3. A corollary of this is What will B2B tech ecosystems look like? Thanks to China’s digital behemoths you don’t need much imagination to see how consumer-focused tech platforms in the region can evolve. But what about the prospects for B2B ecosystems, involving fintech, insurtech and a whole raft of professional services? Sure, there are plenty of discrete innovations in the region, from trade and SME finance to new approaches to professional services, but who will bring them together? Speaking from painful experience, a one-stop shop for SME professional services would be a major boon…
  4. How will an ageing workforce affect APAC’s B2B companies? To date most commentary on ageing (in APAC at least) has been by hand-wringing actuaries or wealth managers warning about insufficient pensions. But actually ageing will affect every sector, and B2B employers are in prime position to lead on the issue of how workforces can make best use of their experienced, knowledgeable and not-ready-to-retire experts. Who’s ready to make ageing a bigger diversity & inclusion issue?

Naturally the more you drill down into different B2B sectors the more ideas bubble to the surface, but in the interests of brevity I’ll leave it there for now. Here’s hoping we see some ambitious firms ready to lead thinking on these issues in the Year of the Pig. In the meantime, Kung Hei Fat Choi!

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Not a week goes by when some of the New Narrative content team isn’t writing about fintech. So we know how tricky it can be to keep up with all the lingo and understand what new terms mean. With that in mind we’ve put together a fintech jargon buster that explains some of the ideas that are most discussed but often least well understood — such as blockchain, opening banking and initial coin offerings — while also examining some of the current discussions and developments around each topic.

Sandbox

This may seem a strange term to use about regulation, but it’s actually a helpful metaphor. A child’s sandbox creates a defined, safe space to play in, while a fintech sandbox provides allows companies to test out new technology and services under a controlled but more relaxed regulatory environment. Regulators have been keen to set up fintech sandboxes to promote innovation in financial services while also giving innovators the chance to figure out any regulatory issues that might arise. It’s also a way for regulators to ensure that they keep-up-to-date with the technological changes which are likely to affect future rules.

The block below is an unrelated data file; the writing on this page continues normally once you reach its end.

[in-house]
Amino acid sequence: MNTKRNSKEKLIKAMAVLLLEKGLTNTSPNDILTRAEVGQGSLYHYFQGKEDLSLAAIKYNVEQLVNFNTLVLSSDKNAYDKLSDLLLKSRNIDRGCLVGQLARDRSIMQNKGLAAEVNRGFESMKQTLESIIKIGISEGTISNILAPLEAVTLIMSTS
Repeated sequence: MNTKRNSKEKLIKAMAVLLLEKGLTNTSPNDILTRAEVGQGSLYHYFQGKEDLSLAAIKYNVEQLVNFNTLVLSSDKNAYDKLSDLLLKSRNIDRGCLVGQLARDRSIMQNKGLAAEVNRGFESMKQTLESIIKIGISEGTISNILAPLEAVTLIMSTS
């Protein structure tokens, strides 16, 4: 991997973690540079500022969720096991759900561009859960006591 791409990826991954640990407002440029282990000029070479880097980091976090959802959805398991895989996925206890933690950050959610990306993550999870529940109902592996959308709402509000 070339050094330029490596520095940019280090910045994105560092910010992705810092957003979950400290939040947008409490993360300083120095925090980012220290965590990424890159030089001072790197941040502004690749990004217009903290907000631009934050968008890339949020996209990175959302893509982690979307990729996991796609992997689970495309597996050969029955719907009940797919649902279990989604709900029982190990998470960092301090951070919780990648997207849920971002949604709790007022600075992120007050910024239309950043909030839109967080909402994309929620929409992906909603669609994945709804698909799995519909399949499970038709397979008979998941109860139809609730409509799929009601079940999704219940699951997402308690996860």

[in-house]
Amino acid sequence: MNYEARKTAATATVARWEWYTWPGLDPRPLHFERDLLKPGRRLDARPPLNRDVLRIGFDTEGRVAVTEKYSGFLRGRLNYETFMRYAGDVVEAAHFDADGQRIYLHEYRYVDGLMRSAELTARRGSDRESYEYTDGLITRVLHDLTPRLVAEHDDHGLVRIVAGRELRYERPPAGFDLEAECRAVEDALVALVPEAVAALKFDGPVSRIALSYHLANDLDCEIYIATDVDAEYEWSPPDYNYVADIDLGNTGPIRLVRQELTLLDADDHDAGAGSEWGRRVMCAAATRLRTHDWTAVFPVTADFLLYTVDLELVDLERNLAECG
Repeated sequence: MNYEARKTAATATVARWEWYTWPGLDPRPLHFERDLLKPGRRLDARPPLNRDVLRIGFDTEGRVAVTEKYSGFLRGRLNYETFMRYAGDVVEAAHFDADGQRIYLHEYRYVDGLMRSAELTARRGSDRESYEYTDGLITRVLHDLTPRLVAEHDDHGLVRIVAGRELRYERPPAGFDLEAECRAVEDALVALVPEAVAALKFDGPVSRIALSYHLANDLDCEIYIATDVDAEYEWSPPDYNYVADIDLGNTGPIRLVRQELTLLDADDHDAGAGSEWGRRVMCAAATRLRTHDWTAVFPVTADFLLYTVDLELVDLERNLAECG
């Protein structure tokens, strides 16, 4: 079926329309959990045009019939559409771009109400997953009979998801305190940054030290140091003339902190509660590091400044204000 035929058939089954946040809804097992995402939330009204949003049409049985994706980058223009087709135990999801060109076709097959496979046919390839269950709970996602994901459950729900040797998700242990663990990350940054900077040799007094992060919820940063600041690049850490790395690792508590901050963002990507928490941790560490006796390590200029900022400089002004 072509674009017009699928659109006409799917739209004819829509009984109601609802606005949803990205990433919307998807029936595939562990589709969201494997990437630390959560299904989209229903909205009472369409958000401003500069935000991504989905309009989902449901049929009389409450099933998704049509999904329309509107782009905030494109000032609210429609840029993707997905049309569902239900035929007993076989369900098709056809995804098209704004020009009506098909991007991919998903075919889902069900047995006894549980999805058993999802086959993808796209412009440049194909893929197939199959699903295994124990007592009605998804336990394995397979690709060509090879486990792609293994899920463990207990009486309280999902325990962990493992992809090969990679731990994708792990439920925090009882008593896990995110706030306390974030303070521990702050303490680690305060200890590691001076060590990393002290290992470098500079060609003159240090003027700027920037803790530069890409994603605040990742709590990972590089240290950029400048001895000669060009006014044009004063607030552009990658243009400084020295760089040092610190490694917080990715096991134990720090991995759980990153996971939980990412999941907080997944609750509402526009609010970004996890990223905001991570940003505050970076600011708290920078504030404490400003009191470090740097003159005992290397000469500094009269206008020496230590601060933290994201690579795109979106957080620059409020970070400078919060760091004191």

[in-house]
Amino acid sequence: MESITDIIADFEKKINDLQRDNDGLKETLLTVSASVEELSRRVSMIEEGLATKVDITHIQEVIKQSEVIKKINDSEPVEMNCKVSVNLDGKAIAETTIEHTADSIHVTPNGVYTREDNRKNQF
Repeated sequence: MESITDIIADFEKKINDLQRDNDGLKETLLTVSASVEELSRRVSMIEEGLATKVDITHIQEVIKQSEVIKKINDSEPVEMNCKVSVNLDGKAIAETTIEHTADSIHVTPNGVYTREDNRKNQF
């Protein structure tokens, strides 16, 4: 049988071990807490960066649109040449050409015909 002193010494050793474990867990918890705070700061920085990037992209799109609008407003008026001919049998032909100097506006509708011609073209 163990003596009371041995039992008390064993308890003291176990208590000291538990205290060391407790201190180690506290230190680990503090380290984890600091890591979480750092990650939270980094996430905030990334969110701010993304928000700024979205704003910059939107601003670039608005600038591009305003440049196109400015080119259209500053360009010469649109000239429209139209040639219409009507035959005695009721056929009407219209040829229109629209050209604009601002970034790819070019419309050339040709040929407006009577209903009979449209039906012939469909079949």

For firms, the advantage is usually that they get a chance to test their services using real market data and information, while being in dialogue with the regulator. It should mean their service is quicker to market and has a better chance of success. In Asia-Pacific, countries with a fintech sandbox include Australia, Japan, Hong Kong Indonesia, Malaysia and Singapore.

fintech regulatory sandbox
Regulatory sandboxes provide a controlled environment for fintech innovation

Open banking

Open banking describes the process by which banks share data with third parties with the aim of improving the financial services and products available to customers. In many countries, such as Australia, Hong Kong and UK, banking services are dominated by a few major institutions which can limit choice and competition. The idea is that open banking solves this problem by getting banks to share their data with non-banks, which are then in a stronger position to launch new products.

Many banks are embracing open banking and creating platforms for third-party developers to offer new innovations to their existing customer base. In that way a bank can be seen to be offering the best range of products and services while also retaining the customer relationship. For customers — business and retail — some of the oft-discussed benefits include having a single application that contains information from multiple bank accounts in one place, easier switching between bank providers, and quicker payment methods.

It’s not always up to the banks, though. Many countries have created open banking regulation that compels them to share data with other regulated providers, as the authorities seek to encourage competition and innovation. Key regulatory initiatives include PSD2 in the European Union, CMA Open Banking in the UK, Open API Framework in Hong Kong and Open Banking in Australia.

The sharing of data is usually achieved through an application programme interface (API), essentially a way for two systems to communicate with each other and share data. In some publications the term API is used interchangeably with open banking, even though this is not strictly correct. APIs are also not a new technology — well-known examples include Google giving access to its Maps data to use in the Uber app, or a flight search website communicating with airline websites to provide a list of flight options — but the term has come to greater public prominence with the push towards open banking.